The US has decided to lift tariffs on steel and aluminum imports from Canada in a move that could lead to approval for a new North American trade deal.
In a joint statement, the US and Canada announced that a 25% tariff on steel imports, and of 10% on aluminum, will end in 48 hours.
It is widely expected the US and Mexico will make a similar announcement soon.
In 2018, the US implemented the tariffs on grounds of “national security”.
Under the new agreement, there will be no quotas on how much steel or aluminum the three countries buy from overseas.
However, the US and Canada will monitor imports and if a country is determined to be buying in too much, one of the other nations can request a consultation and potentially re-impose tariffs.
Getting rid of the tariffs is viewed as a key hurdle to approval for the US-Mexico-Canada Agreement (USMCA) trade deal which was signed in 2018. It replaced the North American Free Trade Agreement.
Providing that Washington and Mexico City also announce an agreement to lift levies on steel and aluminum, the US, Mexico and Canada will ask their respective governments to ratify USMCA.
It also targeted US farm goods as well as items like tomato ketchup and household products.
On May 17, Canadian PM Justin Trudeau said: “These tariffs were harming workers and consumers on both sides of the border. As we look at moving forward with the new NAFTA, it didn’t make a lot of sense to continue to have tariffs on steel and aluminum between our countries.”
EU steel and aluminum exports to the US are still subject to the tariffs, but there has been some good news for trade relations between the two.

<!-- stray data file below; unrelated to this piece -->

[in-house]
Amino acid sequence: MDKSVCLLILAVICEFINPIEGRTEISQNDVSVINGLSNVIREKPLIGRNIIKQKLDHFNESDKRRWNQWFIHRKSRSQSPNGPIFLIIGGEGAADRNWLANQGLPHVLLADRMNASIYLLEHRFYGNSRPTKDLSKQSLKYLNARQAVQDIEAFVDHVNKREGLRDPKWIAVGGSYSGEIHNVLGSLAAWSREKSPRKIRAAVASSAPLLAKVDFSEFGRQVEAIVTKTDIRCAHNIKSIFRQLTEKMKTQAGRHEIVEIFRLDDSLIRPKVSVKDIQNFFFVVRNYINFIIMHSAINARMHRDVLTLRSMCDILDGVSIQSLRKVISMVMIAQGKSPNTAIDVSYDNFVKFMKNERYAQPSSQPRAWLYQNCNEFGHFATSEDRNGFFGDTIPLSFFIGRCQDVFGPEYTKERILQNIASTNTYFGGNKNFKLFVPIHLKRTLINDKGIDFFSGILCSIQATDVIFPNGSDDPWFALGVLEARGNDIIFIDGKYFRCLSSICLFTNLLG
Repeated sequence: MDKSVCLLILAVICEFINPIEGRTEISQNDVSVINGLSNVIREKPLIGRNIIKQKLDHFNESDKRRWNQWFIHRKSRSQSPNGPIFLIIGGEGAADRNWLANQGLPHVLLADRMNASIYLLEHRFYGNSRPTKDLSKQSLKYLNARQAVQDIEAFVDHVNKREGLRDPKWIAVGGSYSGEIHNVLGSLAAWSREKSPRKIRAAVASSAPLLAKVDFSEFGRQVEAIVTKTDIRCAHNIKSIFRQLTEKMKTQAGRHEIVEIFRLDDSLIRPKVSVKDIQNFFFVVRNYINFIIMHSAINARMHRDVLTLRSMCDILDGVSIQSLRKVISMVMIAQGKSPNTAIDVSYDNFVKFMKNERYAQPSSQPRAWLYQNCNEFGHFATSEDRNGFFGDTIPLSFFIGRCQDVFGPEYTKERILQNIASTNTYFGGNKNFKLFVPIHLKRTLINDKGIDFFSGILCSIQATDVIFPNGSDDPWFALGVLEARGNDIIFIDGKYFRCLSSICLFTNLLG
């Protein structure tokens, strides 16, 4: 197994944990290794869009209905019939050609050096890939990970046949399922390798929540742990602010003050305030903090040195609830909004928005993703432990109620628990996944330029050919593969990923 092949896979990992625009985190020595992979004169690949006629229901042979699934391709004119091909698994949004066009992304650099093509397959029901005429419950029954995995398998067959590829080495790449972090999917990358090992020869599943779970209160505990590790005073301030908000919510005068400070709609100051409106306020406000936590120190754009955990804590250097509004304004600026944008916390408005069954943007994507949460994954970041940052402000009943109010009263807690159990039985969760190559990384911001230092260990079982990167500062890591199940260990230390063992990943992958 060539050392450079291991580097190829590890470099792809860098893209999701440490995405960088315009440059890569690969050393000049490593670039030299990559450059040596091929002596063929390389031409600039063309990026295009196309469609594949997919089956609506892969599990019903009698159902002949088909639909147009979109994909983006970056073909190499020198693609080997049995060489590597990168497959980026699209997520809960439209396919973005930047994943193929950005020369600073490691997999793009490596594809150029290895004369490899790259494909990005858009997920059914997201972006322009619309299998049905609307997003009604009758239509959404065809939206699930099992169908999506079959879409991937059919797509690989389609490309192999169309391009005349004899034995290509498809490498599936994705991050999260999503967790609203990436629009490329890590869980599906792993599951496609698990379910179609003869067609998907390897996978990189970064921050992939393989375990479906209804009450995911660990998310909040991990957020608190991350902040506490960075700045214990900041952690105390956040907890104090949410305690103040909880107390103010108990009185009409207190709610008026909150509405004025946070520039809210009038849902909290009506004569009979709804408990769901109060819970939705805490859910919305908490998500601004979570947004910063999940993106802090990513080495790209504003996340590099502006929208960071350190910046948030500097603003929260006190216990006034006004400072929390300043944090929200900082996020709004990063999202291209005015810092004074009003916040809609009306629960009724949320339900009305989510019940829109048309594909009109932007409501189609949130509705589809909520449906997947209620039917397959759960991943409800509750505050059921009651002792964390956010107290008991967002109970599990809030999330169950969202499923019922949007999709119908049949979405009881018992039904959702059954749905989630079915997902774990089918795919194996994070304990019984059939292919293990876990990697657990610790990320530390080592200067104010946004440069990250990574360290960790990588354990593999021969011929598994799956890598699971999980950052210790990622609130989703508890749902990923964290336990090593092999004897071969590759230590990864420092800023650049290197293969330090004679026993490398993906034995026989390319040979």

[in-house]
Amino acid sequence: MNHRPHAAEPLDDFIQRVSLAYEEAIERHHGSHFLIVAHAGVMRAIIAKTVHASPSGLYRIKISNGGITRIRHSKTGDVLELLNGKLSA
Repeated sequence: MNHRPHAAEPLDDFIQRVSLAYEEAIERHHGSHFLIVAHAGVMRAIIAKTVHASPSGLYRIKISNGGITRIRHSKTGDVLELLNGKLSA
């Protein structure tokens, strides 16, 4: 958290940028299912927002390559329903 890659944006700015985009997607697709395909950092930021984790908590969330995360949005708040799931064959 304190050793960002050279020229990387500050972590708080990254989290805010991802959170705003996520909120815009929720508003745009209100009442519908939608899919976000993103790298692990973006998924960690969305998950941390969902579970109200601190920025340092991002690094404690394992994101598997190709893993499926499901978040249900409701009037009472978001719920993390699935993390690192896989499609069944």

On May 17, President Donald Trump delayed a decision on whether to impose levies on cars and car part imports.
The White House has put back the decision by six months to allow more time for trade talks with the EU and Japan.
Tariffs of up to 25% on imported cars and car parts were under consideration.
A report by the Commerce Department claimed that imports of foreign-made cars and auto parts into the US were a threat to national security.
The report has not been published, but in his announcement President Trump cited its findings which conclude that US carmakers are missing out on revenues to invest in research and development (R&D).
The announcement said: “The lag in R&D expenditures by American-owned producers is weakening innovation and, accordingly, threatening to impair our national security.”
President Trump said he agreed with the study’s finding that imported cars and trucks were “weakening our internal economy”.
The deal with Canada, as well as the delay in higher tariffs on EU and Japanese cars and auto parts, come at a critical time for the US and China – the world’s two biggest economies.